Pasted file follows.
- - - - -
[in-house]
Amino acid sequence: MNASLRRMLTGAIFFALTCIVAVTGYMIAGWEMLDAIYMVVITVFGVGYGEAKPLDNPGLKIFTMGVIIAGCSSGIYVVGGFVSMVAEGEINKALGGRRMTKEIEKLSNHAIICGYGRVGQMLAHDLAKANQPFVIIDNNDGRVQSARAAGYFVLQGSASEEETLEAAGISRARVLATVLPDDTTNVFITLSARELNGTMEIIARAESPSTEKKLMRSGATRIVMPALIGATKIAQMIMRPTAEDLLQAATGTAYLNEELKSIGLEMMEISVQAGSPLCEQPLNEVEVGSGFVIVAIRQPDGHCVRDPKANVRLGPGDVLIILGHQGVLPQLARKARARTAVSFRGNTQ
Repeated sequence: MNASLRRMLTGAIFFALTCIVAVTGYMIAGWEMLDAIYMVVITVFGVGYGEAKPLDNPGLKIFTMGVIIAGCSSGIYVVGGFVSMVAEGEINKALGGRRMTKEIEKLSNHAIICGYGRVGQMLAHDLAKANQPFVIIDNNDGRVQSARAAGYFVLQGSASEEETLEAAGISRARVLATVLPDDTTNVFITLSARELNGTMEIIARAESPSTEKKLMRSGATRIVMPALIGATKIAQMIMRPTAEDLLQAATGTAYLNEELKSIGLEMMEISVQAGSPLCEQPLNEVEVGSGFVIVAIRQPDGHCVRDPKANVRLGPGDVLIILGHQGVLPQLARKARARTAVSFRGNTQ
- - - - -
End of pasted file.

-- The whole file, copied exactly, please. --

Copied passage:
[in-house]
Amino acid sequence: MNASLRRMLTGAIFFALTCIVAVTGYMIAGWEMLDAIYMVVITVFGVGYGEAKPLDNPGLKIFTMGVIIAGCSSGIYVVGGFVSMVAEGEINKALGGRRMTKEIEKLSNHAIICGYGRVGQMLAHDLAKANQPFVIIDNNDGRVQSARAAGYFVLQGSASEEETLEAAGISRARVLATVLPDDTTNVFITLSARELNGTMEIIARAESPSTEKKLMRSGATRIVMPALIGATKIAQMIMRPTAEDLLQAATGTAYLNEELKSIGLEMMEISVQAGSPLCEQPLNEVEVGSGFVIVAIRQPDGHCVRDPKANVRLGPGDVLIILGHQGVLPQLARKARARTAVSFRGNTQ
Repeated sequence: MNASLRRMLTGAIFFALTCIVAVTGYMIAGWEMLDAIYMVVITVFGVGYGEAKPLDNPGLKIFTMGVIIAGCSSGIYVVGGFVSMVAEGEINKALGGRRMTKEIEKLSNHAIICGYGRVGQMLAHDLAKANQPFVIIDNNDGRVQSARAAGYFVLQGSASEEETLEAAGISRARVLATVLPDDTTNVFITLSARELNGTMEIIARAESPSTEKKLMRSGATRIVMPALIGATKIAQMIMRPTAEDLLQAATGTAYLNEELKSIGLEMMEISVQAGSPLCEQPLNEVEVGSGFVIVAIRQPDGHCVRDPKANVRLGPGDVLIILGHQGVLPQLARKARARTAVSFRGNTQ